Fixed-Point ATAN2 using CORDIC



25 Mar 2008 (Updated )

This demo shows how a fixed-point cordic algorithm to calculate a phase from polar coordinates (arct

Fixed-Point ATAN2 using CORDIC

Fixed-Point ATAN2 using CORDIC

This demo shows how a fixed-point cordic algorithm to calculate a phase from polar coordinates (arctan) can be implemented in MATLAB.

It also shows how:

  • C Code generation is used to speed-up the MATLAB function
  • Embedded MATLAB is used to incorporate this function into Simulink diagrams



CORDIC (digit-by-digit method, Volder's algorithm) (for COordinate Rotation DIgital Computer) is a simple and efficient algorithm to calculate hyperbolic and trigonometric functions. It is commonly used when no hardware multiplier is available (e.g., simple microcontrollers and FPGAs) as the only operations it requires are addition, subtraction, bitshift and table lookup. (Source: http:\\\wiki\cordic)

CORDIC can be used to calculate a number of different functions. This explanation shows how to use CORDIC in rotation mode to calculate the angle of a vector (x,y), which equals MATLAB's built-in function ATAN2.

help atan2
 ATAN2  Four quadrant inverse tangent.
    ATAN2(Y,X) is the four quadrant arctangent of the real parts of the
    elements of X and Y.  -pi <= ATAN2(Y,X) <= pi.
    See also ATAN.

    Overloaded methods:

    doc atan2

We will first assume that the angle of the vector is between 0 and 45 degrees or [0 pi/4]. The inverse algorithm (which works for arctan, arccos and arcsin) will try to rotate the vector towards (1,0). So if the y coordinate of the vector (or the imaginary part) is positive CORDIC will rotate with a negative angle, otherwise it will rotate with a positve angle. By keeping track of how many degrees we have rotated the original vector we know the angle of that vector. That's all!

The power of the CORDIC algorithm is that we pick the angles for rotation in such a way that the corresponding rotation matrix only contains powers of 2, which in fixed-point can be easily implemented using bitshifts (no multiplications needed!)

The rotation matrix R for an angle phi equals:

R = [cos(phi) -sin(phi);
     sin(phi) cos(phi)]


R = K*[1        -tan(phi);
       tan(phi) 1         ]


K = 1/sqrt(1 + tan(phi)^2)

Because we are only interested in the angle of the vector and not in the magnitude, we can ignore the factor K for now. We have to deal with it later when we determine the appropriate fixed-point data types.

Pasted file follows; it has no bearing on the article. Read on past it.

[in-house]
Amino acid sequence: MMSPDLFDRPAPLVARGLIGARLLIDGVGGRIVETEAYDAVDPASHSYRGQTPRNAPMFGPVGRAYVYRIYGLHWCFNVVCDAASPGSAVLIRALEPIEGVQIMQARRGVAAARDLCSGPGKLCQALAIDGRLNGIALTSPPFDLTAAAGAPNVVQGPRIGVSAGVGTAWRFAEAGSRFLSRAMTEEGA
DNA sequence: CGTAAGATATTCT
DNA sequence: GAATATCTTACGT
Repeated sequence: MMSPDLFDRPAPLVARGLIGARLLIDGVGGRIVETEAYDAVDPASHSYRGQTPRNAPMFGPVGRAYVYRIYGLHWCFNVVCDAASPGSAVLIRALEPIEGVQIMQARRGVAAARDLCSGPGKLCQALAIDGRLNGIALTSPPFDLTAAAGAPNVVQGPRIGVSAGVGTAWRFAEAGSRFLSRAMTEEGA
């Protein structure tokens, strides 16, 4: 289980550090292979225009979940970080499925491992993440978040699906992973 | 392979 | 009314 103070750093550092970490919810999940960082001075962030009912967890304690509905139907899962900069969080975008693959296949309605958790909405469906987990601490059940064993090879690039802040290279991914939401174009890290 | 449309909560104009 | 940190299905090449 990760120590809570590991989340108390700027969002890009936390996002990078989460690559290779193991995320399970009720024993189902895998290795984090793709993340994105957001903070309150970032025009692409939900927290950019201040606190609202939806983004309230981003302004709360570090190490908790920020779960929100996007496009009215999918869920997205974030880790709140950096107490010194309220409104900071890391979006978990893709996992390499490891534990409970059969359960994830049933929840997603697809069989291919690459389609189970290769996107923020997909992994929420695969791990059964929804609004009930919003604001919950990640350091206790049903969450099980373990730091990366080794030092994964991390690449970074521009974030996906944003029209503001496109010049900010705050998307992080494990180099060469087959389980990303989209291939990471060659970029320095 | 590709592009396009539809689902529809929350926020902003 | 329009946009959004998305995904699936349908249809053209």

Now we let tan(phi) equal powers of 2:

phi = 2.^-(1:5)
phi =

  Columns 1 through 3

    0.5000    0.2500    0.1250

  Columns 4 through 5

    0.0625    0.0313

This corresponds to the following angles:

ans =

  Columns 1 through 3

    0.4636    0.2450    0.1244

  Columns 4 through 5

    0.0624    0.0312

or in degrees:

ans =

  Columns 1 through 3

   26.5651   14.0362    7.1250

  Columns 4 through 5

    3.5763    1.7899

It can be proven that you can rotate to any angle between 0 and 45 degrees by rotating clock-wise or counter clock-wise with these angles. The number of iterations (in this case only 5) determines the precicion of the algorithm.


In floating-point the algorithm is astonishing simple. Let's try with an angle of 0.25 (rad).

v = [cos(0.25), sin(0.25)]'; % Starting vector (input)
a = 0;
for n = 1:5;
        a = a + sign(v(2))*phi(n); % Keep track of rotation
        R = [1,                 sign(v(2))*2^(-n);
            -sign(v(2))*2^(-n), 1                   ]; % Rotation matrix
        v = R*v; % Rotate

The result after 5 iterations equals:

a =



The input should accomodate the unit circle, making necessary a datatype of 16 bits with a 14 bit fraction length. The range of this fixed-point data type is [-2 2]. This is usefull, because the gain of the CORDIC is max 1.1644. So overflows are not possible in the rotation of the input vector.

Tcar = numerictype(1,16,14)
Fcar = fimath('SumWordLength', 16, 'SumFractionLength', 14, 'SumMode', 'Specify');
Tcar =

          DataTypeMode: Fixed-point: binary point scaling
                Signed: true
            WordLength: 16
        FractionLength: 14